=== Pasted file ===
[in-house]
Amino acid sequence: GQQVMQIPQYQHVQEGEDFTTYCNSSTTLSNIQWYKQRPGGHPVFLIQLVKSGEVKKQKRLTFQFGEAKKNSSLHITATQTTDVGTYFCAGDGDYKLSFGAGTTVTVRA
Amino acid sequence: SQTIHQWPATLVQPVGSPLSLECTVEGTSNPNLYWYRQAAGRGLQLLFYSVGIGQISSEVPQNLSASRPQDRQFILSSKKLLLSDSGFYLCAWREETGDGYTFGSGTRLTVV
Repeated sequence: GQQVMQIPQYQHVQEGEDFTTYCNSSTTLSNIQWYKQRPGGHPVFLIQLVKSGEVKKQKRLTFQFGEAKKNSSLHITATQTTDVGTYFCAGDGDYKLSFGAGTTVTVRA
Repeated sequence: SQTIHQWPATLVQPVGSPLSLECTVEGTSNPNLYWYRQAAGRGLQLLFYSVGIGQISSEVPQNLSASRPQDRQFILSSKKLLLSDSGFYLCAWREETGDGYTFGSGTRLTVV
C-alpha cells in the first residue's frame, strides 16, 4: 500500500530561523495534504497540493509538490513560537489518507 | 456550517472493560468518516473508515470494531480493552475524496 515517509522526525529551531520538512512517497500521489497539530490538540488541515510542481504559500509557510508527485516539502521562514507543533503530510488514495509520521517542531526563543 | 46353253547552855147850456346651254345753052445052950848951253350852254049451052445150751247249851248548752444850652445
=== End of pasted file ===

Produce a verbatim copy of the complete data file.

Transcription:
[in-house]
Amino acid sequence: GQQVMQIPQYQHVQEGEDFTTYCNSSTTLSNIQWYKQRPGGHPVFLIQLVKSGEVKKQKRLTFQFGEAKKNSSLHITATQTTDVGTYFCAGDGDYKLSFGAGTTVTVRA
Amino acid sequence: SQTIHQWPATLVQPVGSPLSLECTVEGTSNPNLYWYRQAAGRGLQLLFYSVGIGQISSEVPQNLSASRPQDRQFILSSKKLLLSDSGFYLCAWREETGDGYTFGSGTRLTVV
Repeated sequence: GQQVMQIPQYQHVQEGEDFTTYCNSSTTLSNIQWYKQRPGGHPVFLIQLVKSGEVKKQKRLTFQFGEAKKNSSLHITATQTTDVGTYFCAGDGDYKLSFGAGTTVTVRA
Repeated sequence: SQTIHQWPATLVQPVGSPLSLECTVEGTSNPNLYWYRQAAGRGLQLLFYSVGIGQISSEVPQNLSASRPQDRQFILSSKKLLLSDSGFYLCAWREETGDGYTFGSGTRLTVV
C-alpha cells in the first residue's frame, strides 16, 4: 500500500530561523495534504497540493509538490513560537489518507 | 456550517472493560468518516473508515470494531480493552475524496 515517509522526525529551531520538512512517497500521489497539530490538540488541515510542481504559500509557510508527485516539502521562514507543533503530510488514495509520521517542531526563543 | 46353253547552855147850456346651254345753052445052950848951253350852254049451052445150751247249851248548752444850652445